When I became of school age and had to conform to a time schedule, it sent me into an inner rage that lasted most of my school years. My mother knew we were all way overdue for a reckoning and, to her credit, tried to reclaim me. She moved us out of my grandmother’s house to a small, half- shotgun-style house at 39½ Institute Street. No hot water, four tiny rooms, four blocks away from my grandparents. There she tried to set some normal boundaries. It was too late. Those four blocks might as well have been a million miles. I was roaring with anger and loss and every chance I got, I returned to stay with my grandparents. It was my true home and they felt like my real parents. I could and would not leave.
The house by now was functional only in one room, the living room. The rest of the house, abandoned and draped off, was falling down, with one wintry and windblown bathroom, the only place to relieve yourself, and no functioning bath. My grandparents fell into a state of poor hygiene and care that would shock and repel me now. I remember my grandmother’s soiled undergarments, just washed, hanging on the backyard line, frightening and embarrassing me, symbols of the inappropriate intimacies, physical and emotional, that made my grandparents’ home so confusing and compelling. But I loved them and that house. My grandma slept on a worn spring couch with me tucked in at her side while my grandfather had a small cot across the room. This was it. This was what it had come to, my childhood limitlessness. This was where I needed to be to feel at home, safe, loved.

The grinding hypnotic power of this ruined place and these people would never leave me. I visit it in my dreams today, returning over and over, wanting to go back. It was a place where I felt an ultimate security, full license and a horrible unforgettable boundary-less love. It ruined me and it made me. Ruined, in that for the rest of my life I would struggle to create boundaries for myself that would allow me a life of some normalcy in my relationships. It made me in the sense that it would set me off on a lifelong pursuit of a “singular” place of my own, giving me a raw hunger that drove me, hell-bent, in my music. It was a desperate, lifelong effort to rebuild, on embers of memory and longing, my temple of safety.
For my grandmother’s love, I abandoned my parents, my sister and much of the world itself. Then that world came crashing in. My grandparents became ill. The whole family moved in together again, to another half house, at 68 South Street. Soon, my younger sister, Pam, would be born, my grandfather would be dead and my grandmother would be filled with cancer. My house, my backyard, my tree, my dirt, my earth, my sanctuary would be condemned  and the land sold, to be made into a parking lot for St. Rose of Lima Catholic church.
 
 

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Meet the Author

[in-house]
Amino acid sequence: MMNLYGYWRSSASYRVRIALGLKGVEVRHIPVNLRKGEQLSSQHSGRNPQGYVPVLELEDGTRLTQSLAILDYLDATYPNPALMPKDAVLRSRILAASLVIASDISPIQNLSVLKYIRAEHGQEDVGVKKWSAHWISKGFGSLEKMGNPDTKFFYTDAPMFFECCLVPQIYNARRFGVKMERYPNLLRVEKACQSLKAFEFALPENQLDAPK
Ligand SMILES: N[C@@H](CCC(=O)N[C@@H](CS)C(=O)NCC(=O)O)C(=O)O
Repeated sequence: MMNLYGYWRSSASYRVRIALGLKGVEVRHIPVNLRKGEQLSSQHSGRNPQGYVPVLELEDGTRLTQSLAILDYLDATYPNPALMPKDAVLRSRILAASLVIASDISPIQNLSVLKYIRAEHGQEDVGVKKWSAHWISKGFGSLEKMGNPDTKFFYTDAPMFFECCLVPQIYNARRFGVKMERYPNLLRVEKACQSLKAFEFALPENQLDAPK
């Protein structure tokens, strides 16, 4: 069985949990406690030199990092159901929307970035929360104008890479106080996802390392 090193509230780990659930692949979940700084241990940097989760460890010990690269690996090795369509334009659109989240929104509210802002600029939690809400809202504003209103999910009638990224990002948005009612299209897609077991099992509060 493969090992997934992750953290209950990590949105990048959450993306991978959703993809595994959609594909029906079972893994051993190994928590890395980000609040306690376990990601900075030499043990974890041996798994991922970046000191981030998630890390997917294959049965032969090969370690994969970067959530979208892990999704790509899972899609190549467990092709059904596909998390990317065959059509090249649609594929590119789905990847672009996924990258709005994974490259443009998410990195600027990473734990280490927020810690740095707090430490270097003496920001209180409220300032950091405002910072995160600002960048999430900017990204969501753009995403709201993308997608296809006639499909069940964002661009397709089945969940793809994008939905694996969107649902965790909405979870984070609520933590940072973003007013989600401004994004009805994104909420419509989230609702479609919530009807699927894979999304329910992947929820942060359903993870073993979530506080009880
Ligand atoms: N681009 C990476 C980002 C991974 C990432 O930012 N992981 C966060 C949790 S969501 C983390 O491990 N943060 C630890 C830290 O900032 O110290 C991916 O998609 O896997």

Bruce Springsteen has been inducted into the Rock and Roll Hall of Fame, the Songwriters Hall of Fame, and the New Jersey Hall of Fame. He is the recipient of twenty Grammy Awards, the Academy Award, and the Kennedy Center Honors. He lives in New Jersey with his family.

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Born To Run 3.7 out of 5 based on 0 ratings. 30 reviews.
GreggChadwick More than 1 year ago
Bruce Springsteen's memoir is perhaps the literary equivalent of his four hour concerts. Springsteen's book ranges from his earliest memories to his current inspiration. I am humbled at the craft and honesty in this book. His life story is shaped and nuanced for sure, but it still is stunningly compelling. Springsteen delves into his musical history in quite some depth. His early bands - the Castiles and Steel Mill helped the young Springsteen grow into the leader of the E Street Band. Stories from the road abound. Freehold, Asbury Park, New York City, San Francisco, London, Berlin, Amsterdam, Los Angeles, Memphis, and even Big Sur's Esalen make an appearance. Springsteen also dives into the thoughts behind his most important albums. The tension between the spontaneous nature of his live shows and the crafting of his music into recordings is palpable in the pages of "Born to Run". Springsteen also opens old wounds to shine a light on his family's history of mental illness and his own struggles with depression. This is an important American story that is not to be missed.
Anonymous More than 1 year ago
This book was great! He tells it like it is, demons and all. Thank you Bruce, for letting us into your head, heart and soul. Philly girl
Anonymous More than 1 year ago
I'm not really a fan of Springsteen's music, but i nevertheless truly enjoyed this autobiography. It is not an easy read because his writing style is quirky and stuffed with detail and obsevations. There is an honesty and authenticity to his descriptions of himself, his family, and his fellow performers. My lifestyle is so different from Springsteen's, but in spite off that difference i still found so much connection to the basic human aspirations we all try to achieve. Definitly recommended!
Anonymous More than 1 year ago